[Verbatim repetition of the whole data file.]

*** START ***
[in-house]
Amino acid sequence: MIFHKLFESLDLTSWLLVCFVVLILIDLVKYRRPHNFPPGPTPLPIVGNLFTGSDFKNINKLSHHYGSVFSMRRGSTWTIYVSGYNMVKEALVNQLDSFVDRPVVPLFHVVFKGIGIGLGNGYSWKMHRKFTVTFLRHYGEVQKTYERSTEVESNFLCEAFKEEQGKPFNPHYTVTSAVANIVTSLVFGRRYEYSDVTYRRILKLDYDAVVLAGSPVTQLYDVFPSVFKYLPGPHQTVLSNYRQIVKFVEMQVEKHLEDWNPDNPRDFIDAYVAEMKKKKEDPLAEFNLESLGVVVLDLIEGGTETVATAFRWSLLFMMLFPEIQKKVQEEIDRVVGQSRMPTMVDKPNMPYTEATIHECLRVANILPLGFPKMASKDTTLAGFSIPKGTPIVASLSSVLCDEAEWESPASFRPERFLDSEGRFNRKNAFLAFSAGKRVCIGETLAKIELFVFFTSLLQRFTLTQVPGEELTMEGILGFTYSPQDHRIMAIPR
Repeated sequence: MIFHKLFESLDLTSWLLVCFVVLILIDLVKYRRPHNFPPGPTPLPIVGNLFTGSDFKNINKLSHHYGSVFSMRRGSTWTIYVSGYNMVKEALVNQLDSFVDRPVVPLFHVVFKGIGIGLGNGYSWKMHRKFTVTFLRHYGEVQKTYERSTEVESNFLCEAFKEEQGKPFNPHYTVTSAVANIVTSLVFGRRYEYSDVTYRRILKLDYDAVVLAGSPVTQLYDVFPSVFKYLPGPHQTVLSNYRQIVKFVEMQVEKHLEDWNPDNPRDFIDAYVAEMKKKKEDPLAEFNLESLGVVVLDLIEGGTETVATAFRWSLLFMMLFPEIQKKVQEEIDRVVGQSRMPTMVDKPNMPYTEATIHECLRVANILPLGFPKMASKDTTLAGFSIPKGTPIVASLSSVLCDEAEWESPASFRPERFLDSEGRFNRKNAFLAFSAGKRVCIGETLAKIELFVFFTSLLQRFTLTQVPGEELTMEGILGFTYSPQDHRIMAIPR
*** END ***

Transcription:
[in-house]
Amino acid sequence: MIFHKLFESLDLTSWLLVCFVVLILIDLVKYRRPHNFPPGPTPLPIVGNLFTGSDFKNINKLSHHYGSVFSMRRGSTWTIYVSGYNMVKEALVNQLDSFVDRPVVPLFHVVFKGIGIGLGNGYSWKMHRKFTVTFLRHYGEVQKTYERSTEVESNFLCEAFKEEQGKPFNPHYTVTSAVANIVTSLVFGRRYEYSDVTYRRILKLDYDAVVLAGSPVTQLYDVFPSVFKYLPGPHQTVLSNYRQIVKFVEMQVEKHLEDWNPDNPRDFIDAYVAEMKKKKEDPLAEFNLESLGVVVLDLIEGGTETVATAFRWSLLFMMLFPEIQKKVQEEIDRVVGQSRMPTMVDKPNMPYTEATIHECLRVANILPLGFPKMASKDTTLAGFSIPKGTPIVASLSSVLCDEAEWESPASFRPERFLDSEGRFNRKNAFLAFSAGKRVCIGETLAKIELFVFFTSLLQRFTLTQVPGEELTMEGILGFTYSPQDHRIMAIPR
Repeated sequence: MIFHKLFESLDLTSWLLVCFVVLILIDLVKYRRPHNFPPGPTPLPIVGNLFTGSDFKNINKLSHHYGSVFSMRRGSTWTIYVSGYNMVKEALVNQLDSFVDRPVVPLFHVVFKGIGIGLGNGYSWKMHRKFTVTFLRHYGEVQKTYERSTEVESNFLCEAFKEEQGKPFNPHYTVTSAVANIVTSLVFGRRYEYSDVTYRRILKLDYDAVVLAGSPVTQLYDVFPSVFKYLPGPHQTVLSNYRQIVKFVEMQVEKHLEDWNPDNPRDFIDAYVAEMKKKKEDPLAEFNLESLGVVVLDLIEGGTETVATAFRWSLLFMMLFPEIQKKVQEEIDRVVGQSRMPTMVDKPNMPYTEATIHECLRVANILPLGFPKMASKDTTLAGFSIPKGTPIVASLSSVLCDEAEWESPASFRPERFLDSEGRFNRKNAFLAFSAGKRVCIGETLAKIELFVFFTSLLQRFTLTQVPGEELTMEGILGFTYSPQDHRIMAIPR